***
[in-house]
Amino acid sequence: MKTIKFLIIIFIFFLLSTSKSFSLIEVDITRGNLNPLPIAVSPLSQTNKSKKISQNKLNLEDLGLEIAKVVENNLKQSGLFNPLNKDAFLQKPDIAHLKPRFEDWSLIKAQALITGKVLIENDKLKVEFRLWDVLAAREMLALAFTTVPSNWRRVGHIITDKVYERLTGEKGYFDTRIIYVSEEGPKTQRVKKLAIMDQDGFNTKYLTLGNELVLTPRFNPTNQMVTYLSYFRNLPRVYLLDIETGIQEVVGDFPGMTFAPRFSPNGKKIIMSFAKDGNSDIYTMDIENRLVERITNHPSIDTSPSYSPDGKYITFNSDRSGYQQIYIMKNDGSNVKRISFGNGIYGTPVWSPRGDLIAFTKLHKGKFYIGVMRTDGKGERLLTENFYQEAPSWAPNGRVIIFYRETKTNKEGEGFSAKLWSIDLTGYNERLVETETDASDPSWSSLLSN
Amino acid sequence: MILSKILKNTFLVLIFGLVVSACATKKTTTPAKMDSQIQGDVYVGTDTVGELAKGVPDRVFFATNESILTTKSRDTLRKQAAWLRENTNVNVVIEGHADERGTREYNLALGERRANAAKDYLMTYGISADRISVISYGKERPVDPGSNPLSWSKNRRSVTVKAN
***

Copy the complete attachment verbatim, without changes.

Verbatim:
[in-house]
Amino acid sequence: MKTIKFLIIIFIFFLLSTSKSFSLIEVDITRGNLNPLPIAVSPLSQTNKSKKISQNKLNLEDLGLEIAKVVENNLKQSGLFNPLNKDAFLQKPDIAHLKPRFEDWSLIKAQALITGKVLIENDKLKVEFRLWDVLAAREMLALAFTTVPSNWRRVGHIITDKVYERLTGEKGYFDTRIIYVSEEGPKTQRVKKLAIMDQDGFNTKYLTLGNELVLTPRFNPTNQMVTYLSYFRNLPRVYLLDIETGIQEVVGDFPGMTFAPRFSPNGKKIIMSFAKDGNSDIYTMDIENRLVERITNHPSIDTSPSYSPDGKYITFNSDRSGYQQIYIMKNDGSNVKRISFGNGIYGTPVWSPRGDLIAFTKLHKGKFYIGVMRTDGKGERLLTENFYQEAPSWAPNGRVIIFYRETKTNKEGEGFSAKLWSIDLTGYNERLVETETDASDPSWSSLLSN
Amino acid sequence: MILSKILKNTFLVLIFGLVVSACATKKTTTPAKMDSQIQGDVYVGTDTVGELAKGVPDRVFFATNESILTTKSRDTLRKQAAWLRENTNVNVVIEGHADERGTREYNLALGERRANAAKDYLMTYGISADRISVISYGKERPVDPGSNPLSWSKNRRSVTVKAN